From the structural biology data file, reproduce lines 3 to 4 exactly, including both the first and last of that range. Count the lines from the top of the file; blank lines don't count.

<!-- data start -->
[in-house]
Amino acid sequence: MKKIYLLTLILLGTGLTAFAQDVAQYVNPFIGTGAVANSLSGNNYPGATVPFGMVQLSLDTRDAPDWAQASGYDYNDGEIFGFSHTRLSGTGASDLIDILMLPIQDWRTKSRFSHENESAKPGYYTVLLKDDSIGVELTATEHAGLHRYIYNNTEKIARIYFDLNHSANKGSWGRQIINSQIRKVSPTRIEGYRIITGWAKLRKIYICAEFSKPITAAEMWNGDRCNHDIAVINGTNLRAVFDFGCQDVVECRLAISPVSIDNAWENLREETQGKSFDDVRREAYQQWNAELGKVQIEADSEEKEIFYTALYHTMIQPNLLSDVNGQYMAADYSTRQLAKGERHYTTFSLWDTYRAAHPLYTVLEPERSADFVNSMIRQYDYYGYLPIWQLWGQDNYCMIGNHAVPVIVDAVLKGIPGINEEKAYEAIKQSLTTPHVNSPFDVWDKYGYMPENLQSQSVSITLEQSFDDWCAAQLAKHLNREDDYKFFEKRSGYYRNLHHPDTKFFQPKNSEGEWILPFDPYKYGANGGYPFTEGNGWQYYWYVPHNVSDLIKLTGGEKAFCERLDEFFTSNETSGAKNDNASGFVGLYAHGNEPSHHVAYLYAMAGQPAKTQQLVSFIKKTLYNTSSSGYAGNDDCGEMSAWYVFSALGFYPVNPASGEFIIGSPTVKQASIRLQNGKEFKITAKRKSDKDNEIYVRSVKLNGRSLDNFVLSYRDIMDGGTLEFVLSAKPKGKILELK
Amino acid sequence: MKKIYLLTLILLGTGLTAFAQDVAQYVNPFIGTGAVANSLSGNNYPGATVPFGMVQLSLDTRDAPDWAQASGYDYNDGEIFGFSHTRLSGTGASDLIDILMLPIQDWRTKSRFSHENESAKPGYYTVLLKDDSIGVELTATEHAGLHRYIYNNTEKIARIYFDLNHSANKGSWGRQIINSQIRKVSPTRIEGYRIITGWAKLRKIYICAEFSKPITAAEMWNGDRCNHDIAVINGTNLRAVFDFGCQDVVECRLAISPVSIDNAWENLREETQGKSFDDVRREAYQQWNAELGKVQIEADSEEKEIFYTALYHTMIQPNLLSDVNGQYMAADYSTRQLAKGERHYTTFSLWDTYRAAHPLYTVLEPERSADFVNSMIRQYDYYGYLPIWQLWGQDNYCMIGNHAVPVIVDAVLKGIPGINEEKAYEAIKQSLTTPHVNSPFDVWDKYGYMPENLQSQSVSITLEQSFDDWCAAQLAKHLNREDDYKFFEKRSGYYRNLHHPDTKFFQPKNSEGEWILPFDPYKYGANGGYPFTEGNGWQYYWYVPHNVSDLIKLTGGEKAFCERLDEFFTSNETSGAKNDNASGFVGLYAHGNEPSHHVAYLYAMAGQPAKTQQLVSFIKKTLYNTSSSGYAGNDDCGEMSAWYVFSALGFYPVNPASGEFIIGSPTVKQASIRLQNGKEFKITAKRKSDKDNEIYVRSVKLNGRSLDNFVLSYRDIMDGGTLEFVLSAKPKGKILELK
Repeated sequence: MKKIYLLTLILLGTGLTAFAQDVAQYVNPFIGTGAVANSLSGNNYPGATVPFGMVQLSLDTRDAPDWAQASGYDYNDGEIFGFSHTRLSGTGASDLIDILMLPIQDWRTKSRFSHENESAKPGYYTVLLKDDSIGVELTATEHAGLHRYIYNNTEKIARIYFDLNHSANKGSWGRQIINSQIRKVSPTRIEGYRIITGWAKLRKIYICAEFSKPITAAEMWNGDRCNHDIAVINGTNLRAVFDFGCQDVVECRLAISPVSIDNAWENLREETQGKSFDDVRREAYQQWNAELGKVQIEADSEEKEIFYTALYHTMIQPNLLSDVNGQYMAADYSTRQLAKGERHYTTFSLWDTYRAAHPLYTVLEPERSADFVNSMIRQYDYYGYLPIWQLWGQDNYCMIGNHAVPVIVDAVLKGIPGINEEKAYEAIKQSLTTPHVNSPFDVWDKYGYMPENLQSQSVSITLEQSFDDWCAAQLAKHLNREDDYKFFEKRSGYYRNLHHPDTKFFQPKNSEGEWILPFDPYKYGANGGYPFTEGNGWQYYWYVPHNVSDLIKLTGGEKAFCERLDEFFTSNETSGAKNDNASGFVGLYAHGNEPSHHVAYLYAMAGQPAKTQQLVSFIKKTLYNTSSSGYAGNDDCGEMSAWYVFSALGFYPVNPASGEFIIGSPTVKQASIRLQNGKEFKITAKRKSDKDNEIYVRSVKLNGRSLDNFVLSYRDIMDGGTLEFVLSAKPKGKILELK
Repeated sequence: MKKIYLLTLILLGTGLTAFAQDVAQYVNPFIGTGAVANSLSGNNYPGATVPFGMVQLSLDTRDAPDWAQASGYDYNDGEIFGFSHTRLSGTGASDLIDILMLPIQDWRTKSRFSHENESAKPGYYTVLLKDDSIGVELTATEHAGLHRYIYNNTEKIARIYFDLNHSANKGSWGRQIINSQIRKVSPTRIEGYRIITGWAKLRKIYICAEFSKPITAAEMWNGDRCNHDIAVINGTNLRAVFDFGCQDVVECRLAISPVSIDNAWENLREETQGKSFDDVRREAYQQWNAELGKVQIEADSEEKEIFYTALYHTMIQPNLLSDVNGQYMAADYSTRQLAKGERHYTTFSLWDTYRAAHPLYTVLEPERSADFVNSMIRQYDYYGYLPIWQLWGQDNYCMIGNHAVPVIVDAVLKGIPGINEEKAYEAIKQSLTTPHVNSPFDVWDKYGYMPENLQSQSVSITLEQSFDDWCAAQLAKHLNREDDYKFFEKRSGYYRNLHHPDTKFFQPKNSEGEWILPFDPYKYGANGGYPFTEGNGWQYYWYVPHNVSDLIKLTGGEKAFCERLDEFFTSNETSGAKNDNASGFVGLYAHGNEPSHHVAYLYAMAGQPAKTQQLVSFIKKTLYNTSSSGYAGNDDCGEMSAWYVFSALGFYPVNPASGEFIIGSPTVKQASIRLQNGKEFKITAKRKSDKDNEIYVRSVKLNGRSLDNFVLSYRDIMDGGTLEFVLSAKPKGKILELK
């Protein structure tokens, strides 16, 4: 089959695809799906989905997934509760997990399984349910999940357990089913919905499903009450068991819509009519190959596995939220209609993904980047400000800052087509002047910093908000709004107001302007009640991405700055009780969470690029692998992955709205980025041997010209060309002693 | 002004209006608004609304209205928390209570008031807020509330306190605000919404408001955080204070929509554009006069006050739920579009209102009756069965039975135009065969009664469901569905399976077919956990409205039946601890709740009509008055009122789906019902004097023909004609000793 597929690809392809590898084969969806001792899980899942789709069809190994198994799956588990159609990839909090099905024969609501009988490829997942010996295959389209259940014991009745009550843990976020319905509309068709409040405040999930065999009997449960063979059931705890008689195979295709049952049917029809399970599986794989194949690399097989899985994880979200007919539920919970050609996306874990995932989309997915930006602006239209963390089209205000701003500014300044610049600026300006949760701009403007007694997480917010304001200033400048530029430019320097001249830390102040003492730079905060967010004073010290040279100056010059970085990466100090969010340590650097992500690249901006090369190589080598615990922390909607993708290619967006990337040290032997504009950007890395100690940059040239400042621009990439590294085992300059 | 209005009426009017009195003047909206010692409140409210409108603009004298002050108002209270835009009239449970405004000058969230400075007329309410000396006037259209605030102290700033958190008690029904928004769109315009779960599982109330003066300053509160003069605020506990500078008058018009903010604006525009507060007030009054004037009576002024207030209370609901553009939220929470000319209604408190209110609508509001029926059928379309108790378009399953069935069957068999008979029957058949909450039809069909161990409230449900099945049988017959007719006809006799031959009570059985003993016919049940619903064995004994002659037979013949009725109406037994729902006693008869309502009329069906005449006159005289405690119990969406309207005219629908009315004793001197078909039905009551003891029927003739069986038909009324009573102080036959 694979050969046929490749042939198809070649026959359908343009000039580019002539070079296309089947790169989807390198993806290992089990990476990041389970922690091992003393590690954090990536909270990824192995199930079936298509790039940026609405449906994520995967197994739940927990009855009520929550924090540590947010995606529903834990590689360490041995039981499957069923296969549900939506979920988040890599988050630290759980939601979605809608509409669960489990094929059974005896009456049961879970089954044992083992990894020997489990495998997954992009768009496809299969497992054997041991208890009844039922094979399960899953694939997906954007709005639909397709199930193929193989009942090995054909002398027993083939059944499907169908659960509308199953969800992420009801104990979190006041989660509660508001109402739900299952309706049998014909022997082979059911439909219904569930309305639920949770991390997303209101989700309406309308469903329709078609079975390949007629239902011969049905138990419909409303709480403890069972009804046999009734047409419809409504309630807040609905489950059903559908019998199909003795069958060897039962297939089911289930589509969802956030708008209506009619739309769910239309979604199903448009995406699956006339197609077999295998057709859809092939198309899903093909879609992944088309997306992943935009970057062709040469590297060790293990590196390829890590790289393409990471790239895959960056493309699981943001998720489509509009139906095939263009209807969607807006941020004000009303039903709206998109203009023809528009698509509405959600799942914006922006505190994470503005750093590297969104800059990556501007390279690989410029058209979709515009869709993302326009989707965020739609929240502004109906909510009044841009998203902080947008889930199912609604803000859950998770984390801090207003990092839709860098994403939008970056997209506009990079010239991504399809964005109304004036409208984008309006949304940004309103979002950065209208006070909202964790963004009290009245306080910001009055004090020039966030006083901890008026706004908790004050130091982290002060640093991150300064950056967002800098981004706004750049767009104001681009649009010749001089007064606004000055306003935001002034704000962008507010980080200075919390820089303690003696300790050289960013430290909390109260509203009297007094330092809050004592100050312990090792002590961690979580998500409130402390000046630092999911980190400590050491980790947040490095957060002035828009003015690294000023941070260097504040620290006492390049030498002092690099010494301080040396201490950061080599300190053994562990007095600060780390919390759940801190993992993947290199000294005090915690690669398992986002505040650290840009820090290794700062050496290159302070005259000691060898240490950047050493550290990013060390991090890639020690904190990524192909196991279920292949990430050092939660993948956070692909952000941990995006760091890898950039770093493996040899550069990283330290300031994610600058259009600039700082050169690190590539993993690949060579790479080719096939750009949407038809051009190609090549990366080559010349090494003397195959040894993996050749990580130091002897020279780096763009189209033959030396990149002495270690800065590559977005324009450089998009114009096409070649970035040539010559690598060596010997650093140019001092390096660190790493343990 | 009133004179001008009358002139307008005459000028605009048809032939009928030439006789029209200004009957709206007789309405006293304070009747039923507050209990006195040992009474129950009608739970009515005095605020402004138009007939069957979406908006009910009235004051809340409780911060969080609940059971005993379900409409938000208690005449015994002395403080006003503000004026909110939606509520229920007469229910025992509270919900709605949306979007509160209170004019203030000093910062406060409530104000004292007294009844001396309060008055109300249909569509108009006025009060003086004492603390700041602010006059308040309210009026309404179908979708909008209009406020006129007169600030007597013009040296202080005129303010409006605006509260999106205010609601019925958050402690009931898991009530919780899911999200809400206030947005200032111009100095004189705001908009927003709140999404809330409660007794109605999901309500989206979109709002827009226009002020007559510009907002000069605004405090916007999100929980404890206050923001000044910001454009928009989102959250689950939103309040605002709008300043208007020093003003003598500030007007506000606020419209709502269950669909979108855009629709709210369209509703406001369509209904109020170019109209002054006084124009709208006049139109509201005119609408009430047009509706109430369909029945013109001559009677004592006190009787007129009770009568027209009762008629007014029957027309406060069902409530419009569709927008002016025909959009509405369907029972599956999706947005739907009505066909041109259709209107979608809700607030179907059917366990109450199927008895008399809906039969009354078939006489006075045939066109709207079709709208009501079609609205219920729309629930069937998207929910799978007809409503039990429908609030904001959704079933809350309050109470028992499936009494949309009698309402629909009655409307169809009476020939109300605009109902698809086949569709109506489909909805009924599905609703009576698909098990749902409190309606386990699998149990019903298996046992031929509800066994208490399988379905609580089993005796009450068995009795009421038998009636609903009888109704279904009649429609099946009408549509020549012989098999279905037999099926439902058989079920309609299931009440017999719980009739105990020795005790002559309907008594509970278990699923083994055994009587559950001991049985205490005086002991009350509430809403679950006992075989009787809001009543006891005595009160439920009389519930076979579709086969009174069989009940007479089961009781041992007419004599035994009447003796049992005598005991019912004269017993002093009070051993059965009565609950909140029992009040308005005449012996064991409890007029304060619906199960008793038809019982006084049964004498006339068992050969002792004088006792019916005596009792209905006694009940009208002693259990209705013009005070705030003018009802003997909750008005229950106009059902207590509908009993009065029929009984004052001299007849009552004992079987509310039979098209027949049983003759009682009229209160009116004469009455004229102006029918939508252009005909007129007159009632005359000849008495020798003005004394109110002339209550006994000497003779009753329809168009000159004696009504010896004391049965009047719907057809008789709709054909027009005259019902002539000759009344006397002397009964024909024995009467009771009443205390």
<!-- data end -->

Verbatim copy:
Amino acid sequence: MKKIYLLTLILLGTGLTAFAQDVAQYVNPFIGTGAVANSLSGNNYPGATVPFGMVQLSLDTRDAPDWAQASGYDYNDGEIFGFSHTRLSGTGASDLIDILMLPIQDWRTKSRFSHENESAKPGYYTVLLKDDSIGVELTATEHAGLHRYIYNNTEKIARIYFDLNHSANKGSWGRQIINSQIRKVSPTRIEGYRIITGWAKLRKIYICAEFSKPITAAEMWNGDRCNHDIAVINGTNLRAVFDFGCQDVVECRLAISPVSIDNAWENLREETQGKSFDDVRREAYQQWNAELGKVQIEADSEEKEIFYTALYHTMIQPNLLSDVNGQYMAADYSTRQLAKGERHYTTFSLWDTYRAAHPLYTVLEPERSADFVNSMIRQYDYYGYLPIWQLWGQDNYCMIGNHAVPVIVDAVLKGIPGINEEKAYEAIKQSLTTPHVNSPFDVWDKYGYMPENLQSQSVSITLEQSFDDWCAAQLAKHLNREDDYKFFEKRSGYYRNLHHPDTKFFQPKNSEGEWILPFDPYKYGANGGYPFTEGNGWQYYWYVPHNVSDLIKLTGGEKAFCERLDEFFTSNETSGAKNDNASGFVGLYAHGNEPSHHVAYLYAMAGQPAKTQQLVSFIKKTLYNTSSSGYAGNDDCGEMSAWYVFSALGFYPVNPASGEFIIGSPTVKQASIRLQNGKEFKITAKRKSDKDNEIYVRSVKLNGRSLDNFVLSYRDIMDGGTLEFVLSAKPKGKILELK
Repeated sequence: MKKIYLLTLILLGTGLTAFAQDVAQYVNPFIGTGAVANSLSGNNYPGATVPFGMVQLSLDTRDAPDWAQASGYDYNDGEIFGFSHTRLSGTGASDLIDILMLPIQDWRTKSRFSHENESAKPGYYTVLLKDDSIGVELTATEHAGLHRYIYNNTEKIARIYFDLNHSANKGSWGRQIINSQIRKVSPTRIEGYRIITGWAKLRKIYICAEFSKPITAAEMWNGDRCNHDIAVINGTNLRAVFDFGCQDVVECRLAISPVSIDNAWENLREETQGKSFDDVRREAYQQWNAELGKVQIEADSEEKEIFYTALYHTMIQPNLLSDVNGQYMAADYSTRQLAKGERHYTTFSLWDTYRAAHPLYTVLEPERSADFVNSMIRQYDYYGYLPIWQLWGQDNYCMIGNHAVPVIVDAVLKGIPGINEEKAYEAIKQSLTTPHVNSPFDVWDKYGYMPENLQSQSVSITLEQSFDDWCAAQLAKHLNREDDYKFFEKRSGYYRNLHHPDTKFFQPKNSEGEWILPFDPYKYGANGGYPFTEGNGWQYYWYVPHNVSDLIKLTGGEKAFCERLDEFFTSNETSGAKNDNASGFVGLYAHGNEPSHHVAYLYAMAGQPAKTQQLVSFIKKTLYNTSSSGYAGNDDCGEMSAWYVFSALGFYPVNPASGEFIIGSPTVKQASIRLQNGKEFKITAKRKSDKDNEIYVRSVKLNGRSLDNFVLSYRDIMDGGTLEFVLSAKPKGKILELK